On 10 December 1943, when all railway stations were plastered with notices asking 'Is your journey really necessary?', these people travelled to the Natural History Museum in London. Their patriotic mission, headed by Francis Butler, an inspector of schools from London, led to the foundation of the Field Studies Council. They knew that Britain was not only under attack from Hitler but was in the throes of an uncivil war that threatened to destroy the living heart of the country.
Appalled that the countryside was being ripped apart by road building and ribbon urbanisation, they were also worried that the teaching of natural history in the field was being replaced by classroom-bound biology. How, they argued, could the urban masses of the future ever come to respect and care about wildlife and their rural heritage if they had no exposure to it?
Their worst fears have, of course, been justified; for once the Second World War had come to an end, the War on Nature began in earnest. Since that time Britain has lost 97 per cent of its flower-rich meadows and grasslands, 50 per cent of what was left of its ancient and coppice woodlands, 200,000 miles of hedgerows, 10 species of dragonfly, and much more.
What the damage toll would have been without the work of the FSC one can only guess, for in the past 50 years it has given field experience to tens of thousands of people.
The journey those people made that cold December day was absolutely necessary. Their vision created a chain of 11 field centres where people can come and immerse themselves in field studies of every type. There they rub shoulders with scientists, artists, historians, gamekeepers and landowners - local experts in every field. Most important of all, they learn through and in the local landscape: each of them a living experience. And what an experience they are, as I well remember.
Jim Bingley, at Flatford Mill field centre, Suffolk, despite greatly impaired vision, was a master of the craft of identification. With a telescopic monocular fitted to his better eye, he would make the biodiversity of Constable's country a living reality. The mosses on the roof of Willy Lott's Cottage, the spiders in their Grade I listed webs high in the cruck frame of the warden's house would come to life.
It was while at Flatford that I converted my BSc into real results; good enough for me to head for a PhD on the boglands of Europe under Francis Rose, whom I had first met at Juniper Hall field centre, Surrey. Francis had inspired me to become a botanist and taught me much of what I know about plants. John Sankey, warden at Juniper Hall, has done the same for thousands of larval entomologists. He could walk bare-legged through a patch of stinging nettles and emerge unscathed with a clutch of caterpillars.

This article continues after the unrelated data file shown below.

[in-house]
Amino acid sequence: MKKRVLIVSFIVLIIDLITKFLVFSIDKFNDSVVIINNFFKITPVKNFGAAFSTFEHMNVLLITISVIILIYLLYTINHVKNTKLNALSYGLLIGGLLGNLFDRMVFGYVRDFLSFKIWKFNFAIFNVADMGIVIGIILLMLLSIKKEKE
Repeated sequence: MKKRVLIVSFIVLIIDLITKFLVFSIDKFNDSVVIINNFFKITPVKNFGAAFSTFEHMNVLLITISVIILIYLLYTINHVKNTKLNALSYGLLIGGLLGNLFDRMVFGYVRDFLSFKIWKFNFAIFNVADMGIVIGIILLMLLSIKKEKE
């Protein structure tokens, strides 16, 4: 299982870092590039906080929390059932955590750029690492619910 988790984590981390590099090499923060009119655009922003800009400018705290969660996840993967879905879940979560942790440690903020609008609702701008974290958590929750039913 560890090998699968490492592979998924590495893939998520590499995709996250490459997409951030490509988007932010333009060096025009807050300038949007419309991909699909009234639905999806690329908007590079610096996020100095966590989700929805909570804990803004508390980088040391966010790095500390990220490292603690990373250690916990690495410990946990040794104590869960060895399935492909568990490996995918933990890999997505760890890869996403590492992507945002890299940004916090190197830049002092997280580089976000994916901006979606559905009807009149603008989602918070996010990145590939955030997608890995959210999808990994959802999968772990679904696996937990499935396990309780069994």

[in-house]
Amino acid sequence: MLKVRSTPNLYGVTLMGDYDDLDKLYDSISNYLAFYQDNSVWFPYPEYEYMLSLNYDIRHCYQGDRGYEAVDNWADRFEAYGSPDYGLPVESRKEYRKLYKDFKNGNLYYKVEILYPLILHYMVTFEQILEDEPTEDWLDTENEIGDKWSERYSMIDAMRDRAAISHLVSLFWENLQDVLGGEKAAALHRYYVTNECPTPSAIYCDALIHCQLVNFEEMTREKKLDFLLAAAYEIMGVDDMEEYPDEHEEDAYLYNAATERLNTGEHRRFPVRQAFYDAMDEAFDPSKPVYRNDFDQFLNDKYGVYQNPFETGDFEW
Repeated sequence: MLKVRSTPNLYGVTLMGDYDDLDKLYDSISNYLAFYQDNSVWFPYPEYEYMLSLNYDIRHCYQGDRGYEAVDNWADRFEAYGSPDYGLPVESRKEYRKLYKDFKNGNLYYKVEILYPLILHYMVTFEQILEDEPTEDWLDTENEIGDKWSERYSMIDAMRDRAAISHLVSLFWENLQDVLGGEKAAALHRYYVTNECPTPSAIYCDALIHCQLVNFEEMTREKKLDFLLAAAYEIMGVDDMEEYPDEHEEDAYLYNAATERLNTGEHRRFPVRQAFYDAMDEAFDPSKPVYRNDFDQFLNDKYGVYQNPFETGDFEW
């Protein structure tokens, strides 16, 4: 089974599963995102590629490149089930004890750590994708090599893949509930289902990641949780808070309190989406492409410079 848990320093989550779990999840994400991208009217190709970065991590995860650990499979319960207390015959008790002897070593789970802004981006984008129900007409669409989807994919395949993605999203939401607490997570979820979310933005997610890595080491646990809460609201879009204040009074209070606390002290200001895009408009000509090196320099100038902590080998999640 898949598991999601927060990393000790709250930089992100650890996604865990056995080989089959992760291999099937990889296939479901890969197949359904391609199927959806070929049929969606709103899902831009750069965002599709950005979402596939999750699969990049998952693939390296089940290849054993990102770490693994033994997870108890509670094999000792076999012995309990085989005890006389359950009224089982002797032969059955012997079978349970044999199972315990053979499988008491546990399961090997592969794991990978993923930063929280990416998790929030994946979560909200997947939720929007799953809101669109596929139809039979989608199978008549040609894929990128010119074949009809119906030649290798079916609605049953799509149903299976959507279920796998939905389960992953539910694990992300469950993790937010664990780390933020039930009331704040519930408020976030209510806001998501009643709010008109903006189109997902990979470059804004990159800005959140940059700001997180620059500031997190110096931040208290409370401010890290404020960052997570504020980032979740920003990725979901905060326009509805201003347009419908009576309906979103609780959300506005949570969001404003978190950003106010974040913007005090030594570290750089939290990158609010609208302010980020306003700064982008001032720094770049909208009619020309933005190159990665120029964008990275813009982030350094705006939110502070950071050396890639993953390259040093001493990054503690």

Charles Sinker, at Preston Montford, Shropshire, introduced me to the complexities of rural ecology. We tried to predict what would happen to the acid peatlands of his patch once lime subsidies were introduced. He was right: despite acid rain, 30 per cent were badly affected. It was at Dale Fort field centre, Dyfed, that I first dipped into marine studies and became sufficiently hooked that when the challenge came I dived in to study the pollution of the cold North Sea.
This put me in the public domain, for when the Torrey Canyon disaster covered the beaches of Cornwall with oil I was dragged from my ivory tower. Not long after, I had made it: with pictures on the front of Radio Times and that most august scientific journal, Nature. The latter was of me with a lawnmower chasing a girl wearing a grass skirt. The caption was 'Science is Fun' - and so is natural history the FSC way.
I should like to apologise to all the wardens and their staff that some of my student parties were not the best behaved - that midnight glowworm hunt at Juniper when we all fell off the stepping stones; washing-up after Flopsy Bunny's party at Preston, and the ladies' bathroom at Dale Fort. I am pleased to hear that the latter has now been brought up to European Community standards, for the baths were too narrow for budding botanists.
These were happy and important days for those people - and for the many thousands of others now out there, part of the informed grassroots working to turn the still rising tide of destruction. Primed by their days at the FSC, they are doing their bit to help our country to hold up its head as one of the signatories to the biodiversity and other environmental directives of the Rio Summit.
There is still much to do: road building and unplanned development threaten our countryside, and the planned privatisation of the Forestry Commission threatens to undermine so much of the good work it has done in the past few years. Last year 50 million visitors enjoyed access to its forests; the only worry is what will happen to these forests in the future.
The author is a Fellow of the Royal Geographical Society and itinerant field botanist.
Further information can be obtained from the Field Studies Council, Shrewsbury (0743-850674).
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